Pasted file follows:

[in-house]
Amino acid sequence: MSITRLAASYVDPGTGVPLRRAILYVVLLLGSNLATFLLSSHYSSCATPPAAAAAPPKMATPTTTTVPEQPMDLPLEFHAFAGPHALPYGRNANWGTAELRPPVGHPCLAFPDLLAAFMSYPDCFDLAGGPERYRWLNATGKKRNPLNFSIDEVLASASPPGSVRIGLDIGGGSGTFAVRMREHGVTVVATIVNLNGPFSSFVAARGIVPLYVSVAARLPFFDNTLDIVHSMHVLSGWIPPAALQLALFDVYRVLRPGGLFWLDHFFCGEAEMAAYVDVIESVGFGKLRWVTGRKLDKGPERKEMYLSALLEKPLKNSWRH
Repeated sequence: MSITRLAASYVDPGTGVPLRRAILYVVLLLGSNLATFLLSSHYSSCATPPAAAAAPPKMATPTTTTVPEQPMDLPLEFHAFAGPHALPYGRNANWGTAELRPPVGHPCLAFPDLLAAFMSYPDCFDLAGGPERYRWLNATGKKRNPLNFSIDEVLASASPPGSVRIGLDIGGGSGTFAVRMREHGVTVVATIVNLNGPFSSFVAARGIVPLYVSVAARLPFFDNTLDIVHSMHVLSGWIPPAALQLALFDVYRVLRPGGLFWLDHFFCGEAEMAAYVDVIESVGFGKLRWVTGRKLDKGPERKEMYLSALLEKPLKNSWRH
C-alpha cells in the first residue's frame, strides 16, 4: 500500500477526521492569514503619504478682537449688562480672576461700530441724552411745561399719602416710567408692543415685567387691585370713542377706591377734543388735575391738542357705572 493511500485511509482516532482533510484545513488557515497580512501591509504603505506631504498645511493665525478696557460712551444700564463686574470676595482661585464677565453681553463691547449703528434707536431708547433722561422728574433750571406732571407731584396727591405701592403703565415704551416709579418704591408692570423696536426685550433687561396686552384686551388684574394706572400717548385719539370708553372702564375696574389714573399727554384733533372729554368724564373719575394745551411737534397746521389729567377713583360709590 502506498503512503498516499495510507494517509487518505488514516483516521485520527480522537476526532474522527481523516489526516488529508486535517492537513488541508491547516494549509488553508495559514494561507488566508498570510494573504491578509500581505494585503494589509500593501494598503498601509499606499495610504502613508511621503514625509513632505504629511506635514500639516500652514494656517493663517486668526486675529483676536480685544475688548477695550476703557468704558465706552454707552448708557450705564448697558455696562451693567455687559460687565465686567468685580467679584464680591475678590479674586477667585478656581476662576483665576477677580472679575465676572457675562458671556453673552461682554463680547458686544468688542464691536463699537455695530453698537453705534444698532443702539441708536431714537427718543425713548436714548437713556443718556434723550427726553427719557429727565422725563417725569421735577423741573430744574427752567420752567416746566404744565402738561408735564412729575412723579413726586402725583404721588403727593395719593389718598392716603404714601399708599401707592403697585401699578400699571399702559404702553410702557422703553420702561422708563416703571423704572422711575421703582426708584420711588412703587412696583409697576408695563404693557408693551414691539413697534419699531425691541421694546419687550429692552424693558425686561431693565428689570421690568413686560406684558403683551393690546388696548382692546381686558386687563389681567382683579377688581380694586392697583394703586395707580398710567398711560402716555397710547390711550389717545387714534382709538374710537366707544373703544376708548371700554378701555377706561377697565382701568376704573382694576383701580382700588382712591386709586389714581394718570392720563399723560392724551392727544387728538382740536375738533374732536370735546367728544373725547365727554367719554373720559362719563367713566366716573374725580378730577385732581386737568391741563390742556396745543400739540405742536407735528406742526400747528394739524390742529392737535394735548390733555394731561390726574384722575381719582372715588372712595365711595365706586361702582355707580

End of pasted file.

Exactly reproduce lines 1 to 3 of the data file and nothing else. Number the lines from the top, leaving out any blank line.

[in-house]
Amino acid sequence: MSITRLAASYVDPGTGVPLRRAILYVVLLLGSNLATFLLSSHYSSCATPPAAAAAPPKMATPTTTTVPEQPMDLPLEFHAFAGPHALPYGRNANWGTAELRPPVGHPCLAFPDLLAAFMSYPDCFDLAGGPERYRWLNATGKKRNPLNFSIDEVLASASPPGSVRIGLDIGGGSGTFAVRMREHGVTVVATIVNLNGPFSSFVAARGIVPLYVSVAARLPFFDNTLDIVHSMHVLSGWIPPAALQLALFDVYRVLRPGGLFWLDHFFCGEAEMAAYVDVIESVGFGKLRWVTGRKLDKGPERKEMYLSALLEKPLKNSWRH
Repeated sequence: MSITRLAASYVDPGTGVPLRRAILYVVLLLGSNLATFLLSSHYSSCATPPAAAAAPPKMATPTTTTVPEQPMDLPLEFHAFAGPHALPYGRNANWGTAELRPPVGHPCLAFPDLLAAFMSYPDCFDLAGGPERYRWLNATGKKRNPLNFSIDEVLASASPPGSVRIGLDIGGGSGTFAVRMREHGVTVVATIVNLNGPFSSFVAARGIVPLYVSVAARLPFFDNTLDIVHSMHVLSGWIPPAALQLALFDVYRVLRPGGLFWLDHFFCGEAEMAAYVDVIESVGFGKLRWVTGRKLDKGPERKEMYLSALLEKPLKNSWRH